Improving fuel economy for the 1991 200q 20v

alan cordeiro alancordeiro at
Fri Mar 11 07:50:59 EST 2005

At 100 mph, wind drag is about 95-97% of the total losses.
so your approximations are correct.

(in our case it runs 65 Hp to do 100 mph......)


----- Original Message -----
From: "Enzeder" <enzeder at>
To: "Dan Cordon" <cord4530 at>; "alan cordeiro"
<alancordeiro at>
Cc: <200q20v at>
Sent: Friday, March 11, 2005 5:22 AM
Subject: Re: Improving fuel economy for the 1991 200q 20v

> Alright - on a tangent.
> am I right to assume then that:
> If it takes 100hp to push a car through the air at 100mph, it'll take
> to push it through the air at 200mph, and 2700hp to run 300mph.  (assuming
> someone was foolish enough to leave all other things equal).
> Sometime in the late 80's or early90's I remember reading about a Camaro
> (late 60's model) that crossed the finish line of the Silver State Classic
> at 211mph.  It was supposed to have about 800hp and looked about as
> aerodynamic as a brick.  I think it was owned by a father and son team
> named Gotleib.
> At 06:20 PM 3/5/2005, Dan Cordon wrote:
> >Good points Alan. Especially on the 'too slow' issue. I don't anticipate
> >there being much difference in fuel economy of driving 35 mph vs. 45 mph.
> >But aerodynamic loads certainly increase in the 65+mph range. And there's
> >a good chance you would have worse fuel economy if you were driving the
> >whole trip at 25 mph.
> >
> >And you're correct on the energy too. That's a perfectly logical way to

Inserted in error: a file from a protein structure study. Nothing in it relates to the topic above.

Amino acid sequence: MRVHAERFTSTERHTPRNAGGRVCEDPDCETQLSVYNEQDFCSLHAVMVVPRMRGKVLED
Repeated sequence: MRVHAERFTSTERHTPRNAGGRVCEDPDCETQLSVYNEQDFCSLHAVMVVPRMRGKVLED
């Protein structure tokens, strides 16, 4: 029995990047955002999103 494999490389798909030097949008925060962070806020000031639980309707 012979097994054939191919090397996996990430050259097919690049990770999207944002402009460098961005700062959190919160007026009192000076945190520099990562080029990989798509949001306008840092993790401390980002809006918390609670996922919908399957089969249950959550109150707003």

> >look at it as well.
> >
> >For everyone else's sake:
> >Energy = Fd * distance
> >Power = Fd * velocity
> >
> >Alan has a great point...using energy might be more intuitive, since it's
> >looking directly at distance traveled. For a given distance, if you drive
> >it at higher power, you'll probably get there in less time - perhaps
> >confusing the comparison some.
> >
> >Thanks for the different viewpoint.
> >
> >alan cordeiro wrote:
> >
> >>Energy used to overcome drag is proportional to the square of the
> >>(power used is velocity cubed...but gas used depends mostly on energy)
> >>Drag force,   Fd = A + BV + CV^2
> >>and energy is Fd * distance.
> >>Unfortunately at low throttle angles the engine is running at lower
> >>volumetric efficiency, overall power conversion efficiencies run
> >>way below Carnot cycle theoretical, probably in the in the 10-15% range,
> >>so going VERY slow can also be counterproductive
> >>
> >>>You didn't mention anything about aerodynamics. At highway speeds, the
> >>>drag force is quite significant. Hard to say what would improve the
> >>>aerodynamics of our cars....but it could be improved upon. Since drag
> >>>proportional to the cube of velocity (the power to overcome drag
> >>>anyway), cruising at 60 mph will likely get you better fuel economy
> >>>cruising at 80 mph.

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